Warning: this series of posts is likely to offend. Look away if you don’t want that. If you do read on, give the following claims thought before you dismiss them out of hand. Chocolate is usually good for hurt feelings.
This is the first of what is intended to be a four-part series exploring a pretty fantastic “knowing-doing gap” in public education right now. We know what is right and have always known it; we just act like we don’t know. To my shame, while I have striven to live and work by the principles I mean to advance here, I have only very recently begun to advocate for a radical change on this issue. So I include myself in the “responsible party” category.
Next, a disclaimer. I am not a literacy “specialist” or “expert”. I have not been trained by my state or a university in the technical knowledge and skills associated with this area of practice. I am not a librarian, unless you count the work I do to curate my personal and professional libraries. But I am a non-stop reader. I have read the literature. For years I have read the writing of the professionals from all around the world who have written on this topic. There are more qualified, more polished and more experienced voices making this case. But their voices are being ignored, willfully misunderstood or given patronizing lip service by far too many in education. Perhaps by adding my voice to theirs, I can help make the case for just one more educator who can in turn impact just one student. That will be good enough for me.
We have a problem with literacy in public education. We can’t get kids to “read at high levels”. Scores on all manner of standardized tests consistently indicate that high percentages of students fall short of “proficient” attainment, no matter what that mark is. Much higher percentages of minority students and students who are poor fall short of these marks. For skeptics of standardized testing (like me), there is still no denying the fact that loads of students in high schools across the country cannot read at all or read so poorly as to make the distinction irrelevant. We’ve known the problem for a long time. We’ve been trying to fix the problem for a long time and we haven’t.
It would be disrespectful of me to suggest that there is a silver bullet for this problem that we have simply refused to see. Our problem is not astigmatism though, it’s myopia. We have been hyper-focused on just one half of what it takes to become a great reader.
In this age of accountability, we have focused more and more of our energy on reading instruction. Individuals more experienced that I am can trace this (inappropriate) narrowing of focus in more detail, but the facts of recent trends in education are clear: we believe that the solution to the issue of poor reading is more and better reading instruction.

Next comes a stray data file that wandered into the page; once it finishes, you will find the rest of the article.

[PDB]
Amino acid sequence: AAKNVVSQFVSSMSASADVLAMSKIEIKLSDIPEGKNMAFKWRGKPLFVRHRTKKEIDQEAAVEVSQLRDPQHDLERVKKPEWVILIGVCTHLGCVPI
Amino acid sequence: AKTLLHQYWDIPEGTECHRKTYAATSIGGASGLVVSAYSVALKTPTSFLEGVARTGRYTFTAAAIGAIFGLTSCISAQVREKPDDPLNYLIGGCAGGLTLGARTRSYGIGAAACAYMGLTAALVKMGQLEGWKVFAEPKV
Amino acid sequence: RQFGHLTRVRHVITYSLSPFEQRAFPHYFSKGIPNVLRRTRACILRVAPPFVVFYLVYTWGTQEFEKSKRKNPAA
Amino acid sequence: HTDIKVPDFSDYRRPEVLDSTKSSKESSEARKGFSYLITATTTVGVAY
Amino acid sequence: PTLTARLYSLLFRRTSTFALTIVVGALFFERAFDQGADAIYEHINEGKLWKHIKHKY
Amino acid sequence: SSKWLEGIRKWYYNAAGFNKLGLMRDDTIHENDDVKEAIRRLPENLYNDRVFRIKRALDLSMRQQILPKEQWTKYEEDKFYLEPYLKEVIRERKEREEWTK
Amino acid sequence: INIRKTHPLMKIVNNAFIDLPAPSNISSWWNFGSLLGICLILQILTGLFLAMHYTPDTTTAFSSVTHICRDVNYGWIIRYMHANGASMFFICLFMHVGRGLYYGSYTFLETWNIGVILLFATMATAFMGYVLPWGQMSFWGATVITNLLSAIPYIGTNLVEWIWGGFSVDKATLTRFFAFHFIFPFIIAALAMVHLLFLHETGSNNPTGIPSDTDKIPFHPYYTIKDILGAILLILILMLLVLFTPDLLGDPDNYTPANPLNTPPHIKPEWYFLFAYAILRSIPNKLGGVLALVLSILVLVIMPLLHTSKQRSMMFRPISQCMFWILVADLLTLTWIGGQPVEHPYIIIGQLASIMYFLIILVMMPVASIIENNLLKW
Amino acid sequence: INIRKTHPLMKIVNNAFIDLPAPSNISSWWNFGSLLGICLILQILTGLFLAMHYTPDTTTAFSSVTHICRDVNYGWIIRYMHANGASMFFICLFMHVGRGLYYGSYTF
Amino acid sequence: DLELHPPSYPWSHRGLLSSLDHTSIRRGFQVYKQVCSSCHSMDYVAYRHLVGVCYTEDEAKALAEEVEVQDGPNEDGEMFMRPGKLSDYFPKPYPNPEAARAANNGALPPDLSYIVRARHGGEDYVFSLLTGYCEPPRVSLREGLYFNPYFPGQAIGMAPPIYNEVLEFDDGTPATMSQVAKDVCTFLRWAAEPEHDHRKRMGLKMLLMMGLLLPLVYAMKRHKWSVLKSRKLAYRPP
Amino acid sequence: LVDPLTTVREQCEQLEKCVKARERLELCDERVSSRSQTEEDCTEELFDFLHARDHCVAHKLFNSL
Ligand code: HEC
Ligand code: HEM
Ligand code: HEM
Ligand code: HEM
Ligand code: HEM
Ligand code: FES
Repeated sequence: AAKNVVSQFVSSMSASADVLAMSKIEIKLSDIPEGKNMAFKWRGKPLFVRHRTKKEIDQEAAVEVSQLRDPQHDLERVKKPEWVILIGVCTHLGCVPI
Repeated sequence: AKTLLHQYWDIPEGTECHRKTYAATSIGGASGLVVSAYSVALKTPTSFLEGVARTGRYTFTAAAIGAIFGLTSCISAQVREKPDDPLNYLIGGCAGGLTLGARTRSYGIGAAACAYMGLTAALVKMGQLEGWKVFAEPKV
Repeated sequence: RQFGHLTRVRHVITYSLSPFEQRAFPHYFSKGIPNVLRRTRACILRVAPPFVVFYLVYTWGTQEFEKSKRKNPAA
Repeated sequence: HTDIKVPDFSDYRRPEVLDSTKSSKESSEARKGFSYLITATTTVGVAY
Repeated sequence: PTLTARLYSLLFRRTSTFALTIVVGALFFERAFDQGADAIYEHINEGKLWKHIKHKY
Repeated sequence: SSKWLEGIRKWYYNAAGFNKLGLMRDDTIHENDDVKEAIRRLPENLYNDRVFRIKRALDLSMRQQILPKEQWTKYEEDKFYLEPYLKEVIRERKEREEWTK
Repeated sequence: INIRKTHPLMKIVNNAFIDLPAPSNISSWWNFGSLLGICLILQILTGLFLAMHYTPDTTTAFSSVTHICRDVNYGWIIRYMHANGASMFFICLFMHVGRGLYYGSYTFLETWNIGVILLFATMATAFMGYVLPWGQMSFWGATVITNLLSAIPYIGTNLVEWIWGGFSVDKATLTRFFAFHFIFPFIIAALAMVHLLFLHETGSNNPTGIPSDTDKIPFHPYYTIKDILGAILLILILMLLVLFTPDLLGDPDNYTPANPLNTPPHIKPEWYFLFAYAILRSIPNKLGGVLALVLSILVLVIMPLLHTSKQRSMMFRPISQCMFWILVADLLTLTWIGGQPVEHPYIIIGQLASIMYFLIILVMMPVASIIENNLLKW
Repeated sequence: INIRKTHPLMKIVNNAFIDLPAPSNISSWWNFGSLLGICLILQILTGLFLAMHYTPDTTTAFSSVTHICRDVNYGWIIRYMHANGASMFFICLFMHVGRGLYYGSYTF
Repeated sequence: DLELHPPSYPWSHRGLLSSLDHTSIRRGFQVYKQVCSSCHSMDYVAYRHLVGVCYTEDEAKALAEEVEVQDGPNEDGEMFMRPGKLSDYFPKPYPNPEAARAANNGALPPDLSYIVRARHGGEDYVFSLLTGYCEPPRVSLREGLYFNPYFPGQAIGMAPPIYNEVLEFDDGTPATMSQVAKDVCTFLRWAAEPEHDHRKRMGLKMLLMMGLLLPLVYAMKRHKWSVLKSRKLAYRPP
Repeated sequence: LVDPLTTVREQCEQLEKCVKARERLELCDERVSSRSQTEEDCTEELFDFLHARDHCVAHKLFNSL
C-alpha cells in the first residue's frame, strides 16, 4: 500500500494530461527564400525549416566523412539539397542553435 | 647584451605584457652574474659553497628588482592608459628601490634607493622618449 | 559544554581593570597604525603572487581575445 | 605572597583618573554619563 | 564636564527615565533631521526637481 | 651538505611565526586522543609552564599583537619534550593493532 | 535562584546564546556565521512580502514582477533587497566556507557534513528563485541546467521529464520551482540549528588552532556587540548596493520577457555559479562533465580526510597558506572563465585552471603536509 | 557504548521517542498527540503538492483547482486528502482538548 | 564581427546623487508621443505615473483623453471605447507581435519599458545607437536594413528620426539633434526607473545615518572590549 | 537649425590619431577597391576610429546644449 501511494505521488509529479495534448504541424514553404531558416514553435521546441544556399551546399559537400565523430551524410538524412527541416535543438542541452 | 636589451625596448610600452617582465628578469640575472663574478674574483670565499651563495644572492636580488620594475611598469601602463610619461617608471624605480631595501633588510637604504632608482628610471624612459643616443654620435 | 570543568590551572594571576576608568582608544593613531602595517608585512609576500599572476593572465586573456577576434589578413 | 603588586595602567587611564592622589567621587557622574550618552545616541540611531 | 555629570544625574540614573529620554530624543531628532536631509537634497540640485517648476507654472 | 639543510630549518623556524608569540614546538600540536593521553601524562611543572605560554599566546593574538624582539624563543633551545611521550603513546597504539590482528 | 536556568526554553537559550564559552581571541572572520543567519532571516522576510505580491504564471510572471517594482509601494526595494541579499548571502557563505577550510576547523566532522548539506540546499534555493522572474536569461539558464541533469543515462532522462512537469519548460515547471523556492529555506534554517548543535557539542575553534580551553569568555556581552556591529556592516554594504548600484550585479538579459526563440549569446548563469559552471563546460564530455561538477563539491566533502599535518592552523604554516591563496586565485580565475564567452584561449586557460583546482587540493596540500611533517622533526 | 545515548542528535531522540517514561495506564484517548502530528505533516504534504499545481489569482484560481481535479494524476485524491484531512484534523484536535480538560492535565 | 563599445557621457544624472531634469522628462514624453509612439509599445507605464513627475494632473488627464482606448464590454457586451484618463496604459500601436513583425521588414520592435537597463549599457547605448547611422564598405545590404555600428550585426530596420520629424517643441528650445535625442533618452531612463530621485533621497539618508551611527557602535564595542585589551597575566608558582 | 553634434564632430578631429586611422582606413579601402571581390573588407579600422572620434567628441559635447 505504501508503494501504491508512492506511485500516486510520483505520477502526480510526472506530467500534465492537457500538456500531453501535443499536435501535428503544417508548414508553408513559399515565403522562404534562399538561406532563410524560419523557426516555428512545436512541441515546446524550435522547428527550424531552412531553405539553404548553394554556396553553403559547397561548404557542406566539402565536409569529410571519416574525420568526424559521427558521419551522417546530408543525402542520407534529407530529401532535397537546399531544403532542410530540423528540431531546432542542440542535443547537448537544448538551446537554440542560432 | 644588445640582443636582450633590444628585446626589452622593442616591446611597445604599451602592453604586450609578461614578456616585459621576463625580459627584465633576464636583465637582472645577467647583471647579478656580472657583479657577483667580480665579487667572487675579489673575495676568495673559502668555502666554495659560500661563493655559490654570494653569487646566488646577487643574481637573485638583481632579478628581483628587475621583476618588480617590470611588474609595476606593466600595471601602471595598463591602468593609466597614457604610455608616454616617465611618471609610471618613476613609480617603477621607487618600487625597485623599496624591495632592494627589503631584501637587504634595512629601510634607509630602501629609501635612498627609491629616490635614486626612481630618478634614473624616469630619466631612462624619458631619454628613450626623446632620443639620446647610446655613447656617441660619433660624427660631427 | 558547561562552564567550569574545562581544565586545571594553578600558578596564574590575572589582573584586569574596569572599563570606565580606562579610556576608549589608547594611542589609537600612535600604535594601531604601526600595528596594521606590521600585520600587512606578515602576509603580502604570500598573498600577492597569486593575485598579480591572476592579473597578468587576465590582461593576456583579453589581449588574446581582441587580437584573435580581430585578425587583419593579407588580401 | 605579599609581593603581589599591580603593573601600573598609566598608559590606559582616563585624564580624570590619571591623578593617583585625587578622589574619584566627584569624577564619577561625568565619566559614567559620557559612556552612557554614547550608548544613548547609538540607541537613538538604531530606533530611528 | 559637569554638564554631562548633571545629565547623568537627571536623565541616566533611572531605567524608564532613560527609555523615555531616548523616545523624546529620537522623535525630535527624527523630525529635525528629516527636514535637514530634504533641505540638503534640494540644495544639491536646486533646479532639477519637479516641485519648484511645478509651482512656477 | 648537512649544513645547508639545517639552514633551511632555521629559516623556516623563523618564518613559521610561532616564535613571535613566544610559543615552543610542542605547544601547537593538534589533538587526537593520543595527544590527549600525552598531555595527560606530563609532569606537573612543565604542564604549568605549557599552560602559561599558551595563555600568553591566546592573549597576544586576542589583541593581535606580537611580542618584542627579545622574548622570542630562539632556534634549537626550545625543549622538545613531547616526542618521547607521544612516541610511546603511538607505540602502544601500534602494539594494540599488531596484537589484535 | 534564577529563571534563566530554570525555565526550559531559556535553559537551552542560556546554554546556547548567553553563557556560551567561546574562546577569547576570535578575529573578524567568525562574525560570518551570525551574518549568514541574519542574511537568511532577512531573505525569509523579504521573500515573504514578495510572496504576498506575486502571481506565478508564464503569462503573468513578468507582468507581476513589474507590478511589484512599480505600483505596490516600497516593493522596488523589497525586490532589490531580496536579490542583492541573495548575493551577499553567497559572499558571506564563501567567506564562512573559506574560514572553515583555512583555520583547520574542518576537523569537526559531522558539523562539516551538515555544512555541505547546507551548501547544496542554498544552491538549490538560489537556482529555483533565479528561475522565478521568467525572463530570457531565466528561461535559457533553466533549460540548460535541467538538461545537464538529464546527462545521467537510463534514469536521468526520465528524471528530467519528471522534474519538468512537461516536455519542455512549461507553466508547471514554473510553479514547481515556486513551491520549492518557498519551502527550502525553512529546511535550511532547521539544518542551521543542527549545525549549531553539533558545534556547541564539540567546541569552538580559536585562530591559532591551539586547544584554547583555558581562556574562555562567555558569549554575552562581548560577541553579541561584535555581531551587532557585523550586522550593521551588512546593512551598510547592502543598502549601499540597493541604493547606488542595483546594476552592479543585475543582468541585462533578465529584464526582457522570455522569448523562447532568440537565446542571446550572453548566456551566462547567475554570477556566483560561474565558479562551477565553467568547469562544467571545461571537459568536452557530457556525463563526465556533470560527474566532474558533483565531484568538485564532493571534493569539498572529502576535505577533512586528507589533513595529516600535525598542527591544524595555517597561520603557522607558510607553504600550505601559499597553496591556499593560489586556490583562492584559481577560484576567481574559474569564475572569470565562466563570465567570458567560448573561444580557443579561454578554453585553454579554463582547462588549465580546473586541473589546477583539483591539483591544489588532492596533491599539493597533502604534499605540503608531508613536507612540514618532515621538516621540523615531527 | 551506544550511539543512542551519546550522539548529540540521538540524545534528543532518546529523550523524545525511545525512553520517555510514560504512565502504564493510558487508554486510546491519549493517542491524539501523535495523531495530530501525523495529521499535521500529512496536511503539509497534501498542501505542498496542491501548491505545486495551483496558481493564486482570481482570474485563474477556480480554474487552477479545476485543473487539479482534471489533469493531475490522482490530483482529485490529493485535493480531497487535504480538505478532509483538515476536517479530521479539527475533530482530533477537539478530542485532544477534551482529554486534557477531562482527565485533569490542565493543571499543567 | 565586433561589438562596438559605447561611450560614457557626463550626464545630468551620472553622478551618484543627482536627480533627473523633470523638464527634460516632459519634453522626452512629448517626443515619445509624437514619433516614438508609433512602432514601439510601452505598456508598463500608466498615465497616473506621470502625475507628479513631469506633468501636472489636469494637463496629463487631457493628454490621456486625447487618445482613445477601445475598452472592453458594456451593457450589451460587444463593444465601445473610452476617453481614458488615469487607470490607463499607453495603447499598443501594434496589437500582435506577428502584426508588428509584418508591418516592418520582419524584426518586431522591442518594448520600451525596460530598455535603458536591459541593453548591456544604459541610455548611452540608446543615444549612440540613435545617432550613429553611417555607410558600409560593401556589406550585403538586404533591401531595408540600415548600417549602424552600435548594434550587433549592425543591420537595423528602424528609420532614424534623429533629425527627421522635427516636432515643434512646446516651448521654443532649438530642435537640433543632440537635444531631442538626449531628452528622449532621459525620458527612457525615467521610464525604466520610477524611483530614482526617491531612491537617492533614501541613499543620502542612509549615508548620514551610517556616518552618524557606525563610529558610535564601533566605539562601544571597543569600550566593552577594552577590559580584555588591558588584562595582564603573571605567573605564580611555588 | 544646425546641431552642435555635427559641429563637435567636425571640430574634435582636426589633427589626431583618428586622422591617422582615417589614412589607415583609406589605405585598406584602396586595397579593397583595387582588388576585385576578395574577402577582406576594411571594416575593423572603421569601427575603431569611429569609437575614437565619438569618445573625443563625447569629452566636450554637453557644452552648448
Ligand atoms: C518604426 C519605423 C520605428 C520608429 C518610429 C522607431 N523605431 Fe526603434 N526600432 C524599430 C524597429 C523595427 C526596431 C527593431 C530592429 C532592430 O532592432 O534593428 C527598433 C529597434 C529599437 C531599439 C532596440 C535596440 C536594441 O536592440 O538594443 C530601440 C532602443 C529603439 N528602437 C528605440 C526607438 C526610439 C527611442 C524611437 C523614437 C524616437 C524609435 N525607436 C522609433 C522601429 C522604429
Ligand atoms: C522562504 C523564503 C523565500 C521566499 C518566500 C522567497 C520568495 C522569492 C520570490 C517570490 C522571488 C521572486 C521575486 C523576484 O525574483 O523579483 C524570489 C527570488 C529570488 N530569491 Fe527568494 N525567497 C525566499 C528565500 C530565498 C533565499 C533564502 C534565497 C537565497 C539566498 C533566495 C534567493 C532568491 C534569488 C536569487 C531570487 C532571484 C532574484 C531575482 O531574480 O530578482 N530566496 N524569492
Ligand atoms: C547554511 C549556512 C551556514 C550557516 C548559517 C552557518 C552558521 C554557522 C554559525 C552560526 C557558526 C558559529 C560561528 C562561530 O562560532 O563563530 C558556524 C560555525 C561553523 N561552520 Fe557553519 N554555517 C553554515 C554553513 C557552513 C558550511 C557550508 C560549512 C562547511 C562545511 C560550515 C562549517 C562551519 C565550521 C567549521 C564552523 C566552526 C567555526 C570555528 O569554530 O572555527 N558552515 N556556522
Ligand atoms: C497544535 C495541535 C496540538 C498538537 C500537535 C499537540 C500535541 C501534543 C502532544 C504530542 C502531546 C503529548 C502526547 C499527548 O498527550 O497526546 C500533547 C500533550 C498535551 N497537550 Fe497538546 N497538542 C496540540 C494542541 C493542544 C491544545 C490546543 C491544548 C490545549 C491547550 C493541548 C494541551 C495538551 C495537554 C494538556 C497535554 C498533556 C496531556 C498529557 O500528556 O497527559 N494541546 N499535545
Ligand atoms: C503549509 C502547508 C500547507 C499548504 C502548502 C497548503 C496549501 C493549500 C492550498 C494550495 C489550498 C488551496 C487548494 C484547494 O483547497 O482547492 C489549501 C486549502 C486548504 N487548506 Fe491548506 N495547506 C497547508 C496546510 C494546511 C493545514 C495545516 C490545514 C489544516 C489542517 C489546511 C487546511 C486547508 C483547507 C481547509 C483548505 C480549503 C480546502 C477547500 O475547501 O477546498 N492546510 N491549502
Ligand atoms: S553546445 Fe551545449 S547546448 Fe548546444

Recently, I had the opportunity to serve on an interview panel for a position that requires extensive knowledge and expertise in curriculum and teaching. One question asked applicants to identify the two most important parts of an effective literacy program. To my great dismay (but not to my surprise), only two applicants event mentioned books. Every other applicant focused his/her answer on some aspect of reading instruction. The significance of their answers was not at all lost on me and mirrors our decision-making at all levels of education: a focus on literacy means teaching students how to read. This is the science of reading. It breaks the act of reading and learning to read into its component parts and determines the “research-based” way to execute each part. It tracks student progress against specific metrics meticulously. It requires teachers to follow the reading program “to fidelity”. It believes in the power of the basal reader.
And this part of literacy is not wrong. There is a science to reading. We can understand how it works and we can apply that understanding to our work to teach young minds how to read.
The problem is that this part of literacy actively seeks to deny the value of the other side of the coin. The cult of the science of reading is deeply skeptical of the art of reading. It demands that students’ “independent” reading be tightly controlled – for their own good, of course. It insists that students document their reading – through a standardized test whenever possible. It calls time spent in class on independent reading “wasted” if it is not organized and documented. But mostly, it starves the art of reading but demanding all the resources. It needs all the personnel, all the funding and all the time. It is happy to give stickers and cupcakes and even free books to the kids who find a way to read a bunch anyway. It even makes a show of promoting a “culture of reading” with special events like reading days – which, by the way, also provide amazing photo opportunities for adults. But on every other day, it is very specific about how many minutes must be spent on reading instruction.
Because science is easier to quantify and measure than art (whether the results are good or bad), we accede to the demands of the science of literacy. The numbers look bad so we use other numbers to fight the first set of numbers. We hire more people. We buy more programs. We budget more minutes. We take more reading tests.
And nothing really changes because that’s not how reading works. It takes both sides of the equation to grow proficient readers.